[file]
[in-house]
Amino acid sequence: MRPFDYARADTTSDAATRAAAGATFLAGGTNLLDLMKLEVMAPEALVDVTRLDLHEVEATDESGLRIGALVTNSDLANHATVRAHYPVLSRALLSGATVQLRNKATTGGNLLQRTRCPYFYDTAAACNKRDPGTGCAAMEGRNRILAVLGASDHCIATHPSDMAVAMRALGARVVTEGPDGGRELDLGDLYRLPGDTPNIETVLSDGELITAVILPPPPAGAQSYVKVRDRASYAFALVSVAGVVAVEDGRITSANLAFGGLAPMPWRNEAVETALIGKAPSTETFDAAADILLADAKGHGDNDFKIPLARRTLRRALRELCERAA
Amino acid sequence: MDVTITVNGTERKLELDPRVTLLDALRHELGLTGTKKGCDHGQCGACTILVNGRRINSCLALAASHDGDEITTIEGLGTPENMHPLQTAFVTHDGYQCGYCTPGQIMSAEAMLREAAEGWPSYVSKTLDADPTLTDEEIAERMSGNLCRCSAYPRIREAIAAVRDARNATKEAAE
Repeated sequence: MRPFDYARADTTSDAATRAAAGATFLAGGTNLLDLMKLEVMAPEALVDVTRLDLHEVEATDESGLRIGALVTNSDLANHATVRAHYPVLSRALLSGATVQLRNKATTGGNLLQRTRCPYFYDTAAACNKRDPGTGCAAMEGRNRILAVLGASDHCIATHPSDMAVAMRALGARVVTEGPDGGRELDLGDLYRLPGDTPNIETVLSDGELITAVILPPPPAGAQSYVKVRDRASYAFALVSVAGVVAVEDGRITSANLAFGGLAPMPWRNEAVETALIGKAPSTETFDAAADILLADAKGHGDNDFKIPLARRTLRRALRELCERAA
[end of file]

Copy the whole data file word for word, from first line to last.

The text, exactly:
[in-house]
Amino acid sequence: MRPFDYARADTTSDAATRAAAGATFLAGGTNLLDLMKLEVMAPEALVDVTRLDLHEVEATDESGLRIGALVTNSDLANHATVRAHYPVLSRALLSGATVQLRNKATTGGNLLQRTRCPYFYDTAAACNKRDPGTGCAAMEGRNRILAVLGASDHCIATHPSDMAVAMRALGARVVTEGPDGGRELDLGDLYRLPGDTPNIETVLSDGELITAVILPPPPAGAQSYVKVRDRASYAFALVSVAGVVAVEDGRITSANLAFGGLAPMPWRNEAVETALIGKAPSTETFDAAADILLADAKGHGDNDFKIPLARRTLRRALRELCERAA
Amino acid sequence: MDVTITVNGTERKLELDPRVTLLDALRHELGLTGTKKGCDHGQCGACTILVNGRRINSCLALAASHDGDEITTIEGLGTPENMHPLQTAFVTHDGYQCGYCTPGQIMSAEAMLREAAEGWPSYVSKTLDADPTLTDEEIAERMSGNLCRCSAYPRIREAIAAVRDARNATKEAAE
Repeated sequence: MRPFDYARADTTSDAATRAAAGATFLAGGTNLLDLMKLEVMAPEALVDVTRLDLHEVEATDESGLRIGALVTNSDLANHATVRAHYPVLSRALLSGATVQLRNKATTGGNLLQRTRCPYFYDTAAACNKRDPGTGCAAMEGRNRILAVLGASDHCIATHPSDMAVAMRALGARVVTEGPDGGRELDLGDLYRLPGDTPNIETVLSDGELITAVILPPPPAGAQSYVKVRDRASYAFALVSVAGVVAVEDGRITSANLAFGGLAPMPWRNEAVETALIGKAPSTETFDAAADILLADAKGHGDNDFKIPLARRTLRRALRELCERAA